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A Meeting of Clear Minds at Huntington Zen Center


HUNTINGTON BEACH — Tom Becker didn't want to lie, but there didn't seem to be much choice. His mother would have a fit if she knew where he was headed. So, at 14, the altar boy from upstate New York took a deep breath and let out a whopper:

"Mother," he said. "I'm going camping."

With that, Becker grabbed his backpack, ran to the highway and stuck out his thumb. Destination: the Zen Mountain Monastery, high in the Catskill Mountains.

Becker, a 25-year-old Costa Mesa resident, laughs at the memory. Inspired by David Carradine's character in the 1970s TV series "Kung Fu" and impassioned with the martial arts, he and a buddy made frequent, secret pilgrimages to the Buddhist monastery over four years.

Today, Becker continues to practice Zen, though no longer on the sly. He is part of a growing number of young adults who frequent the Huntington Beach Zen Center, in the heart of a suburban housing tract. The center--open to all ages--doubles as the home of Paul Lynch, a 38-year-old manufacturing engineer who leads group meditation in his spare time.

Lynch opened the center two years ago, hoping it would become a resident base for serious students of Zen. Paris-born Carlos Montana, 29, who is training to be a Zen monk, moved in last April. Robert Fittro, 28, of Anaheim, is moving in today. Becker is considering the same.

The Buddhist school of Zen dates to about 600 BC. Through rigorous meditation, a student strives to empty his mind of thought, allowing him to see himself as he truly is. Only then, devotees say, can one approach the ultimate goal of spiritual enlightenment.


Of course, people have their own take on the subject.

"Zen is very boring," Lynch says, only half-joking. "Our main practice is just sitting on a cushion and not saying anything."

Says Becker: "Zen is not about gaining anything--it's about losing. Losing your opinions, your ego. There's a constant humbling process. You gain a bit of wisdom, then let it go."

Says Montana: "In Zen, they say if you open your mouth, you are wrong already."

Says Fittro: "It's, well. . . . Oh, hell. I don't know. It's Zen!"

Fittro, a psychology major at Cal State Fullerton, said he began practicing Zen on his own 18 months ago in hopes of gaining a better understanding of himself. Earlier attempts at self-awareness, he said, were lost in a party-hardy lifestyle, one that centered around everything from pot to LSD.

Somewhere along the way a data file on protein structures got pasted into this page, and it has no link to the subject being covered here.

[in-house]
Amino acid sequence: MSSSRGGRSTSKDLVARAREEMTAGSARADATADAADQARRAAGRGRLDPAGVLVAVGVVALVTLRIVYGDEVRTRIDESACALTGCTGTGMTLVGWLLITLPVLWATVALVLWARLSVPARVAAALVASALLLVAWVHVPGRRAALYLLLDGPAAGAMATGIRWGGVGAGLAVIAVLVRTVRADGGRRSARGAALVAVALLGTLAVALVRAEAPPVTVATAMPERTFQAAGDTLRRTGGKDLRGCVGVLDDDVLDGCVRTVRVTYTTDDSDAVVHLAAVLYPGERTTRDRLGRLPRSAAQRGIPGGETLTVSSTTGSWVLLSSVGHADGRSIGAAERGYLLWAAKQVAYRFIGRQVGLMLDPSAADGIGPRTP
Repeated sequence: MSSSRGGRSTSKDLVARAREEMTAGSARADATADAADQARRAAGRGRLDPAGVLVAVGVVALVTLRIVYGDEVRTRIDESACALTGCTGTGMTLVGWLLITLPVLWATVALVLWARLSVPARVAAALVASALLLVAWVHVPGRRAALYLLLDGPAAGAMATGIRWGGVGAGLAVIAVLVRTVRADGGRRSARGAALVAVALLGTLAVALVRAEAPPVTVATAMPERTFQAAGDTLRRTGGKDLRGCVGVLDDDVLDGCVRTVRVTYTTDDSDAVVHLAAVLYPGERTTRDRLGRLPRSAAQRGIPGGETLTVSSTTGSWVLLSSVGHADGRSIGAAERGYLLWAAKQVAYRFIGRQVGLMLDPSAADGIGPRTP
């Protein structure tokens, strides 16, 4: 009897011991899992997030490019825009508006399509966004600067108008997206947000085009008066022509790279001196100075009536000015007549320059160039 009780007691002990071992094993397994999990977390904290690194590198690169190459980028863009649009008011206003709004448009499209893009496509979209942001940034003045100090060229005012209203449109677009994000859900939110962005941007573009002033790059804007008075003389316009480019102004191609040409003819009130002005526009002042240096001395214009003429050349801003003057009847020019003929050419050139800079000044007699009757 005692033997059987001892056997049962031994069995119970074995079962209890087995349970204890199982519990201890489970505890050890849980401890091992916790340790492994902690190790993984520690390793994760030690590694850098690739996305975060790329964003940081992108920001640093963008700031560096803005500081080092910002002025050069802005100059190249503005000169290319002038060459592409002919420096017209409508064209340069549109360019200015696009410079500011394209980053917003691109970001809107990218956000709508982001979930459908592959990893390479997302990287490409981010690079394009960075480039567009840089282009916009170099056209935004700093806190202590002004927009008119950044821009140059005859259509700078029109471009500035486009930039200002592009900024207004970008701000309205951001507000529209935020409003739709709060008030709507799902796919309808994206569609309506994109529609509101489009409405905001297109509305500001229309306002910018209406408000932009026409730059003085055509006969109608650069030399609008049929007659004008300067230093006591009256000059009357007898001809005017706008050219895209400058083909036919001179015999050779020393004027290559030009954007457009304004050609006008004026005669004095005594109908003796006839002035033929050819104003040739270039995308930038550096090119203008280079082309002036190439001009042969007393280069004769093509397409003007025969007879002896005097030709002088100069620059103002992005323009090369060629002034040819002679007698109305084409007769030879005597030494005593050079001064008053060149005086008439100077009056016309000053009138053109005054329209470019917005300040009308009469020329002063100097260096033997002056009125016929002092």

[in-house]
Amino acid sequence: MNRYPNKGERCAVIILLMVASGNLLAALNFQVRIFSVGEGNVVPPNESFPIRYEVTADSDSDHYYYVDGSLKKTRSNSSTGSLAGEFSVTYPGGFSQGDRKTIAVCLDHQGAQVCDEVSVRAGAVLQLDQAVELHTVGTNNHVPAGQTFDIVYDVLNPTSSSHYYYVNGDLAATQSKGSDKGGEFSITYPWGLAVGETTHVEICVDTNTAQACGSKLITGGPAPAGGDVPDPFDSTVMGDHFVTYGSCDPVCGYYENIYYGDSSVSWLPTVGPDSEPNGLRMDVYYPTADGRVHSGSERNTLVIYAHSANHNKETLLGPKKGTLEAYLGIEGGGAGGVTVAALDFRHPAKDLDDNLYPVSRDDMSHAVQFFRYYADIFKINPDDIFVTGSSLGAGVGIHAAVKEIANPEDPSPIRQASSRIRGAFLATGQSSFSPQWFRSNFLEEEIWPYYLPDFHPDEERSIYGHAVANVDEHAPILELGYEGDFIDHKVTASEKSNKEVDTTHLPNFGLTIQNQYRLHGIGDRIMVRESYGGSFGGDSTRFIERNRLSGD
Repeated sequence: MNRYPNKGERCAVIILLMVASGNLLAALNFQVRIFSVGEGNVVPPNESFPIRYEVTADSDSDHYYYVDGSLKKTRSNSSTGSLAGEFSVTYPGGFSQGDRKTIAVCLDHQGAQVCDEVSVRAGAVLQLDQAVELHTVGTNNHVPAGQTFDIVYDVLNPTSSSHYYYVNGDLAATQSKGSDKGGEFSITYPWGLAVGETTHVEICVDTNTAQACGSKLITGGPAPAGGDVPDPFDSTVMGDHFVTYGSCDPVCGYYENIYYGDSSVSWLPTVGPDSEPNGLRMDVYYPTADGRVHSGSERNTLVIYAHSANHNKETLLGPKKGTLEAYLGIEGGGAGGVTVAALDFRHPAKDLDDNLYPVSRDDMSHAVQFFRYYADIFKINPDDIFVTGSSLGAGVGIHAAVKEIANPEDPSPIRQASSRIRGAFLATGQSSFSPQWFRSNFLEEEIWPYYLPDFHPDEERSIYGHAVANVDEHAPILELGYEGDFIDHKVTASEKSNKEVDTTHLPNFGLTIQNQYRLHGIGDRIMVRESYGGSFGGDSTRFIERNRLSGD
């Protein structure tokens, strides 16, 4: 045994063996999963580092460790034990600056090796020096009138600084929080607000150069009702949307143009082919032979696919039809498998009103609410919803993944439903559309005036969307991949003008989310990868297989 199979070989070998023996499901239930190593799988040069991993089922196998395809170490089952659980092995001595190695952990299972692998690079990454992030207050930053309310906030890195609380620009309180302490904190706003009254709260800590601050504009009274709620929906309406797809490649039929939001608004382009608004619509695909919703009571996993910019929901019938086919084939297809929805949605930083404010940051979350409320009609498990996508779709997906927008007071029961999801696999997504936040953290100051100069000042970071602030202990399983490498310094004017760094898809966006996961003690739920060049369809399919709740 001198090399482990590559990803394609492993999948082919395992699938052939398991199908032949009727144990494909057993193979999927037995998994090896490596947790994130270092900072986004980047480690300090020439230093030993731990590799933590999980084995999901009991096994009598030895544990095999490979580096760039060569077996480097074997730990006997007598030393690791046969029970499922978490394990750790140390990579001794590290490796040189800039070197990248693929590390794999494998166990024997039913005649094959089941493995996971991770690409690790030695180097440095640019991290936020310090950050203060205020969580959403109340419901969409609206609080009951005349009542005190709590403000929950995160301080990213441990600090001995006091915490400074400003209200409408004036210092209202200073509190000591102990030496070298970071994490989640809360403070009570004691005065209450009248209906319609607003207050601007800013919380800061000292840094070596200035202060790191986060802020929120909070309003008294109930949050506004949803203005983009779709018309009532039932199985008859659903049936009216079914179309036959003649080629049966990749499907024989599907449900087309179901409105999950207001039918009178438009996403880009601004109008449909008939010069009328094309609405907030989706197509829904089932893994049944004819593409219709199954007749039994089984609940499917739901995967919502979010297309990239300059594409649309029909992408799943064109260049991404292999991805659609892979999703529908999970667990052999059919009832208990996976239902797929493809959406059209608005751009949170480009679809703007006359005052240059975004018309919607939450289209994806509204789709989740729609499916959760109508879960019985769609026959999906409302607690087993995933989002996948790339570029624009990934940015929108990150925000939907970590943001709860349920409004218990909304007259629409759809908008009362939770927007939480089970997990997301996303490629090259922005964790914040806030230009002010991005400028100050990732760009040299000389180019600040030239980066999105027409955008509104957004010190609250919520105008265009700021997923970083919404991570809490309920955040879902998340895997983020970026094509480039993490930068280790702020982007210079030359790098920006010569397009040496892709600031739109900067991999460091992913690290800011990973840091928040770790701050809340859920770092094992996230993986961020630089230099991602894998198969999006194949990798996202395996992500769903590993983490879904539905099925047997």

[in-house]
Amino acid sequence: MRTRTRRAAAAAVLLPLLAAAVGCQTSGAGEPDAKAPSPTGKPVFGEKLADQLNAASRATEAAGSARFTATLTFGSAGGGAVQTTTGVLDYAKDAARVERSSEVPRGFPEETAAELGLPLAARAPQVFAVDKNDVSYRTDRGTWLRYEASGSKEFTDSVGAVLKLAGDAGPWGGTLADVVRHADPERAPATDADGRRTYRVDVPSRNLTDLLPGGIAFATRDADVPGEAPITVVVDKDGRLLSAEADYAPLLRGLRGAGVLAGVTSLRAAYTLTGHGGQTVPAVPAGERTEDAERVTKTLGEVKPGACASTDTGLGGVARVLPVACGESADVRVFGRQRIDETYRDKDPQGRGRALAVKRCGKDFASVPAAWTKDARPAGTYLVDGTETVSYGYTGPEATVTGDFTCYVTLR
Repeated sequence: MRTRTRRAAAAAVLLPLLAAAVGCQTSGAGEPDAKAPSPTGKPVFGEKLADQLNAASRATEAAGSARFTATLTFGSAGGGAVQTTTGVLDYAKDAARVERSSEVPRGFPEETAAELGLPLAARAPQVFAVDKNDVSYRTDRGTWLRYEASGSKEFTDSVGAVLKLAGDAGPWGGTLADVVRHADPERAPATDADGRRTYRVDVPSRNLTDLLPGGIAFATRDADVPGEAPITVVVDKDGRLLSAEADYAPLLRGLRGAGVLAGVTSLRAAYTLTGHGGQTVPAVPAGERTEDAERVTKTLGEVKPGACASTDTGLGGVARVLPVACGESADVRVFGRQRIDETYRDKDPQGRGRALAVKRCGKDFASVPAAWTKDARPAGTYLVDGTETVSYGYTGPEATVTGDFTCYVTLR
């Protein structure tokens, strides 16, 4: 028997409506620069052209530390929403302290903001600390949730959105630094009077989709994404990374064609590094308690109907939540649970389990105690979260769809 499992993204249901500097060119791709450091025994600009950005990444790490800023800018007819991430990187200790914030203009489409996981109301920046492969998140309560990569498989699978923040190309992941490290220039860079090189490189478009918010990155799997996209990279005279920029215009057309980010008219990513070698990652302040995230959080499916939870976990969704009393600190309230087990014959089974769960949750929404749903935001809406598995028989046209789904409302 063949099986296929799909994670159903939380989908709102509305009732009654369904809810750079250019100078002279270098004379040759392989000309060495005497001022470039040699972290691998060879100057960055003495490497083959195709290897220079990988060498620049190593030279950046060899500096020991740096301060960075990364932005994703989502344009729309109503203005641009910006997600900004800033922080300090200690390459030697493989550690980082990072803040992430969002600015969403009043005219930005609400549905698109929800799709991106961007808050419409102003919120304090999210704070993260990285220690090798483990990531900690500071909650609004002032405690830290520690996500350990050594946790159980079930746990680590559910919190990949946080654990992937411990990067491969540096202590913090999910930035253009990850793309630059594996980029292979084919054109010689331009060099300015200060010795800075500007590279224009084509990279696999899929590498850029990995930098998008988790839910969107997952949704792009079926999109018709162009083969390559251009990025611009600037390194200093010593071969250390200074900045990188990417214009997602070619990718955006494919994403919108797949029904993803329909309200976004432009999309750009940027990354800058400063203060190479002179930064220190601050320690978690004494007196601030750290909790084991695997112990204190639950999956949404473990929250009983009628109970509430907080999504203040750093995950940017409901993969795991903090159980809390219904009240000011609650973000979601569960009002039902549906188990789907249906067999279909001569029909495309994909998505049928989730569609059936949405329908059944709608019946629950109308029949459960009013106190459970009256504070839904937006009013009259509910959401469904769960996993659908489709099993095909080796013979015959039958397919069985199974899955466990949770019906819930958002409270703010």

Now drug-free, Fittro says, he plans to become a clinical psychologist, a role he believes will benefit from his practice of Zen.

"Psychology is about understanding other people," he says. "Zen is what I do to understand me."

Montana can relate. Until recently, his life was a dizzying--and ultimately depressing--walk on the wild side, one in which pleasure was the ultimate goal. Among his circle of friends, he says, unprotected sex with casual acquaintances was commonplace, HIV be damned. Montana wasn't quite so cavalier, but he wanted out just the same.

He says he walked out of his Santa Ana apartment one day with the intention of getting lost. He spent three nights on the streets, sleeping on benches, listening to gunfire, watching people selling drugs or themselves. The surreal became real, the suffering overwhelming. Montana woke up on the fourth day with a mantra ringing in his brain:

No more .

He moved into the Zen center a week later, giving away the bulk of his possessions--clothes, books, CDs. As a trainee, Montana accepted a long list of vows, including abstinence from sex. He no longer spends hours preening in front of the mirror, but shaves his head and dons a simple gray robe.

He rises at 4:45 a.m. to perform his morning ritual of 108 bows. His vegetarian diet is heavy on tofu. And when he goes out, it's usually to walk Barney, the Zen center dog.

Montana earns his keep by keeping the Zen center tidy, sweeping the floor of the dharma room, where formal meditation takes place, making sure the purple floor cushions are in place when visitors arrive. He wears a string of yom ju, or meditation beads, around his wrist, twisting it gently as he talks about his lifelong search for peace.

His parents divorced when he was 5. His twin brother committed suicide at 18. Montana has spent much of his life asking why ?

Zen, he says, helps him better explore what's inside. The discoveries aren't always pleasant.

"Sometimes," Montana says, "I'm doing my meditation, and I feel like screaming. But those are just thoughts. You look at them, and, after awhile, they go away."

It is a key aspect of Zen, devotees say. The mind is cleared . . . thoughts appear . . . thoughts are let go. "A return to white paper," one informational pamphlet puts it. It is the state for which Zen students strive.


Becker became mesmerized by the process more than a dozen years ago and today is all the more intrigued. After a devoutly Catholic upbringing, he no longer fears the wrath of God while meditating, he says.

He chuckles at the memory of himself, as an altar boy, practicing Zen meditation during Sunday Mass. Those "camping" trips he took? It wasn't all a lie. Any time the monastery had an overfill of visitors, Becker rolled out his sleeping bag and snoozed under the stars.

And, as it turned out, Becker wasn't the only member of his family to develop a yen for Zen.

"My mom got into it about a year ago," he says with a laugh.

It's one thought he won't soon let go.

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